So to contribute: I haven't ordered it yet, but soon I will be camping with a camping hammock. To me the attraction is that I can set it up on a hill, or on rocky uneven ground as long as there are two trees the appropriate distance from each other. The hammock is pretty quick to set up and won't get wet during set up in the rain because you can put up the rain fly first, and it's much cooler in the summer. It's also much lighter than my tent. The main disadvantage is that you begin to loose the weight advantage in cooler weather because of the specialized cold weather gear you need to keep the bottom of the hammock warm. Most of the other disadvantages are negated by the fact that I'll still have the option to use the tent if I'm not backpacking.
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#22 pwnchu

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Posted 27 June 2008 - 02:15 AM

If we're not talking about backpacking and being hardcore, then you should bring a cell phone and walkie talkie. They're useful in emergencies, and they won't ruin the experience if you keep them off.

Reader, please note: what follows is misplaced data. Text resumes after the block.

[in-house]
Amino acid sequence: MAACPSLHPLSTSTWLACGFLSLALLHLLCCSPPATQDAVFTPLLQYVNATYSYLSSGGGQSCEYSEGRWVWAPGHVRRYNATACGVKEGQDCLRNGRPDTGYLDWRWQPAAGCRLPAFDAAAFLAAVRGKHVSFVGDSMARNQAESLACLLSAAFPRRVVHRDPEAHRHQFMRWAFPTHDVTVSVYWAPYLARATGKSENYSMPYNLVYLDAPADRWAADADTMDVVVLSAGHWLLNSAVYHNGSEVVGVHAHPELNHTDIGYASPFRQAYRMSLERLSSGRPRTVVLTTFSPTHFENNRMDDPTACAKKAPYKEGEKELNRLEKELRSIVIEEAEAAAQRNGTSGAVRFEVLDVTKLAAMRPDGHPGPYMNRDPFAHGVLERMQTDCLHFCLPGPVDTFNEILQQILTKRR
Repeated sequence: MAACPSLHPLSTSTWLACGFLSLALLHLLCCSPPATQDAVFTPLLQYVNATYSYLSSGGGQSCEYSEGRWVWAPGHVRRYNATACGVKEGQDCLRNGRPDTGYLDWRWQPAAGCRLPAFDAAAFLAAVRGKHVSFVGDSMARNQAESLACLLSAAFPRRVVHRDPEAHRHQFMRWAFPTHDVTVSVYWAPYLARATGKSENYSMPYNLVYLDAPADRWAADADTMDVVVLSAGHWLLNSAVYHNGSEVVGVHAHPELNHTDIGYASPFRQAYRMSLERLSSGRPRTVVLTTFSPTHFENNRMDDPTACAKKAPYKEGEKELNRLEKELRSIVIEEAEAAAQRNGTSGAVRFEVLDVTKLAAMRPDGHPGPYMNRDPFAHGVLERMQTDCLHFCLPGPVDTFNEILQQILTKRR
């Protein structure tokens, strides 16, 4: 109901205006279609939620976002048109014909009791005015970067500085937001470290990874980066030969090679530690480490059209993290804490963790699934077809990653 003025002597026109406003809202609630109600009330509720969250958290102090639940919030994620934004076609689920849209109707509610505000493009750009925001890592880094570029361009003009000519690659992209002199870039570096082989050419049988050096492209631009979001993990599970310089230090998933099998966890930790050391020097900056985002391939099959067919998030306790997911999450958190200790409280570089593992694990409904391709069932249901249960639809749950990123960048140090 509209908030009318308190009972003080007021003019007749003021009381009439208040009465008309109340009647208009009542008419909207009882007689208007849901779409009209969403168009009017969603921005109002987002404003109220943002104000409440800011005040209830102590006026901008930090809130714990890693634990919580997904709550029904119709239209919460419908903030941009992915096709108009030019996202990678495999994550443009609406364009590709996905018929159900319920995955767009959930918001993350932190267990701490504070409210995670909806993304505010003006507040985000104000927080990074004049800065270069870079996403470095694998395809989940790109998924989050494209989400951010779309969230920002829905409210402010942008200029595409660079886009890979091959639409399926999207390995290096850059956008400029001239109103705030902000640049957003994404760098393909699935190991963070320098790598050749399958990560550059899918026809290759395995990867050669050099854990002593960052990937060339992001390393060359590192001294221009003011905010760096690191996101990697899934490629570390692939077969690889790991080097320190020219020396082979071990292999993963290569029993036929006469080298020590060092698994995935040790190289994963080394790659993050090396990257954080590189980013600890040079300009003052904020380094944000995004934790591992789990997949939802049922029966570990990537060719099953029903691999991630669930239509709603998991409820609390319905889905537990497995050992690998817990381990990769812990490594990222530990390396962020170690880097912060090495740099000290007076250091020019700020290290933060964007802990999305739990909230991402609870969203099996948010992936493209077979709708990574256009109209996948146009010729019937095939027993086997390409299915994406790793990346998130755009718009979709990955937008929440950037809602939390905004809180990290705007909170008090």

Also, for water, bring a water filter. They work quite well, and they work even in some pretty dirty water, as long as you boil it.

I disagree about having the hatchet most of the time, because if it's...
Car camping: Bring your own firewood. It's not good to randomly cut down trees; rangers are usually against that kind of thing.

Backpacking: Waste of space. You don't need to relax around a fire every time you go outdoors, save that for car camping. If you're talking about winter, burning stuff will not help you. You need sleeping bags and clothes. If you're talking about cooking, white gas stoves are cheap and compact.

Splitting logs does not change "fuel" into "kindling". I suppose if you could cut it down enough it would work, but you should be using branches and twigs for kindling.

Have you heard of bear bags? Basically you put anything that smells into a sack (i think rice bags work), then tie it into a tree. This keeps raccoons and bears out. I'm being very brief, you'll have to research it if you want to use it. However, some campsites have metal shelves you can put your stuff in.